Jungle Life

Biology students return from the Amazon with new perspective

Students were asked to spot and identify numerous plant an animal species on the trip.

Imagine standing alone in the pitch black Amazon jungle unable to see your hand inches in front of your face, but acutely aware of the symphony of nocturnal forest sounds.

It was a life-changing experience for graduate student Emily King and seven other biological sciences students this summer when they traversed remote parts of the Peruvian jungle during a field study trip for their Tropical Field Ecology class.

“That is a darkness that cannot be described,” said King. “You could hear every single noise, every leaf fall, every insect, frog, monkey, bird, everything. It was alive with activity, even in the dark.”

The purpose of the nighttime excursion is part of what Tom Rooney calls two-eyed vision. “By the time we leave, I want the students to try to see the jungle as both a visitor and a native,” said Rooney, associate professor of biological sciences.

Emily King, front row, third for the left and Tom Rooney, Ph.D., back row, first on the left with the class standing at the base of an enormous sumauma tree.

It’s the fifth time Rooney has organized the trip for biology undergraduate and graduate students, many of whom have never taken such a trip.

The two-week class requires a three-day journey from Dayton to Manu National Park in southeastern Peru. It’s designed to give students a firsthand knowledge of tropical rainforest natural history. Students learn to identify many of the animals by sight and some of the more important plants. Rooney said he wants students to learn how to make good critical observations, log them in a field journal and organize them into hypotheses that can be tested. But most of all he wanted them to experience the jungle.

“You’re putting students into a place they’ve read about, sure, but a place where everything is just so much larger and more intense than they ever could have imagined,” said Rooney. “You can see the rainforest on PBS, but when you are there, experiencing the heat of the sun, the humidity, the cycling temperatures, and you hear the monkeys rustle in the trees ahead of you and you try and get good looks at them and you start chasing monkeys through the forest…there’s just no experience like that.”

The sounds of the jungle are a big piece of that experience. Even in the day, the forest is so dense that you can’t see more than 10 to 15 feet. The result is a raised awareness of the ever-present jungle sounds both day and night.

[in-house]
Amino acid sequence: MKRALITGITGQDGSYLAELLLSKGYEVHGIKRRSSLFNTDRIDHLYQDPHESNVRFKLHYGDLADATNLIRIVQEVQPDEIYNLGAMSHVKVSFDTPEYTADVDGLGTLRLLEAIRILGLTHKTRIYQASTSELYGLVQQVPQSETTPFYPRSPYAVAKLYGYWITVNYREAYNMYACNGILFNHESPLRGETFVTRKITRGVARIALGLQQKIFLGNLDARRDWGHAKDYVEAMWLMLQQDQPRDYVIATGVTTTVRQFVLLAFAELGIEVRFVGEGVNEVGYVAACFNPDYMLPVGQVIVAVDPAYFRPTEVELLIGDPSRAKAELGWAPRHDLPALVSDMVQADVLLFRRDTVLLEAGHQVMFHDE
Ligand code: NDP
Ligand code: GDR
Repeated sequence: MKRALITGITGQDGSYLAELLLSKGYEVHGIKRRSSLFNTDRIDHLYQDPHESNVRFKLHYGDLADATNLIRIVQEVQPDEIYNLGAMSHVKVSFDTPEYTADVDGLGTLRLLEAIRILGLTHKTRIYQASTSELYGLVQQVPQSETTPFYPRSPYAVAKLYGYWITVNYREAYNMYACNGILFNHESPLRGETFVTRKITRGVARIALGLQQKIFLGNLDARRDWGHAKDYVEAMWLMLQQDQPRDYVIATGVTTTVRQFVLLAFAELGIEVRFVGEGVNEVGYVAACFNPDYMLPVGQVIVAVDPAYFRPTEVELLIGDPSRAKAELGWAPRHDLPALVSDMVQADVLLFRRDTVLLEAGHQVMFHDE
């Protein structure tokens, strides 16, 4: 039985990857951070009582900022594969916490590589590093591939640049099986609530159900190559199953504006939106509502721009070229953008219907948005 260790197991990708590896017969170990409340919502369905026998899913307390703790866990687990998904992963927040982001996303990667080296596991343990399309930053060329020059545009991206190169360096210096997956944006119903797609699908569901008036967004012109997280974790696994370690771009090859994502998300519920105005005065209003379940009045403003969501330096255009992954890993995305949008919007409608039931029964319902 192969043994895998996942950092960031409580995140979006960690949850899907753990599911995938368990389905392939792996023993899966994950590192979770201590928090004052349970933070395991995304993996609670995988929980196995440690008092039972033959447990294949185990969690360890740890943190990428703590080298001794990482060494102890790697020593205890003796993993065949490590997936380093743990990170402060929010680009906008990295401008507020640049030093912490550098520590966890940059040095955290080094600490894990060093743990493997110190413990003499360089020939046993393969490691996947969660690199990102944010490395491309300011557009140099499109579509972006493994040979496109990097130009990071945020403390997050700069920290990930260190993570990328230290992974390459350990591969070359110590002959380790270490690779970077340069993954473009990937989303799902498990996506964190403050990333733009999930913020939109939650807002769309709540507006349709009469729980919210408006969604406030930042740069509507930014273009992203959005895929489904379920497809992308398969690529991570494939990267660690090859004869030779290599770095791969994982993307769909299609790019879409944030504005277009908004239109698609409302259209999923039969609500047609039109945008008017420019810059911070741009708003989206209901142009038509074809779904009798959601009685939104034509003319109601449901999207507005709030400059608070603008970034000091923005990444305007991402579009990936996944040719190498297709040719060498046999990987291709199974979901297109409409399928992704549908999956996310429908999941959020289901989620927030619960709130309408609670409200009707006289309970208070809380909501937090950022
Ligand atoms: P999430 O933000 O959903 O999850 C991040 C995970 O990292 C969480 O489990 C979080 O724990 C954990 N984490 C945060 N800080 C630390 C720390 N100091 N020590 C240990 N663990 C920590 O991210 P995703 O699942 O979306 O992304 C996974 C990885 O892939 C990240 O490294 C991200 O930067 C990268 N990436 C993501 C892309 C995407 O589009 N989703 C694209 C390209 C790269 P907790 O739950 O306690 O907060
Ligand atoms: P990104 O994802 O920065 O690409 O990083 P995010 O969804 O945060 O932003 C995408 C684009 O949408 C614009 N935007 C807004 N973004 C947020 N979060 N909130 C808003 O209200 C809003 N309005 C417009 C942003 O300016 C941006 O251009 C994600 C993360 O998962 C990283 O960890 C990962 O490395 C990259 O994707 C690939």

Once they arrived in Peru, the class traveled almost exclusively by boat because there were virtually no roads to use in the in Manu National Park.

This year, the group got a few rare glimpses of a jaguar in its native habitat. Students also observed many species of monkeys, over 130 species of birds. They even saw a pack of South American giant river otters chase an eight-foot crocodile out of the lake when it got too close to their nesting den.

“It was more than I expected. It was thrilling to see all of the species in their own environment,” said King, who had never traveled before. “Who can say they’ve seen a leopard in its native habitat?”

The trip was so thrilling that King was surprised by an unexpected feeling when it was time to leave.

“It feels weird to admit, but I didn’t want to come back home,” said King. “It was like a calming experience. I had no stress there. I had the best sleep. I felt like I was in my element.”

Rooney said their trip follows in the footsteps of many of history’s greatest biologists. An experience that usually results in at least a couple of the students choosing to pursue graduate degrees in ecology.

“Every biologist as part of their professional training should go to the tropics,” said Rooney. “It’s an exciting field because you really are traveling to frontier places, and you see the students transformed by that experience.”

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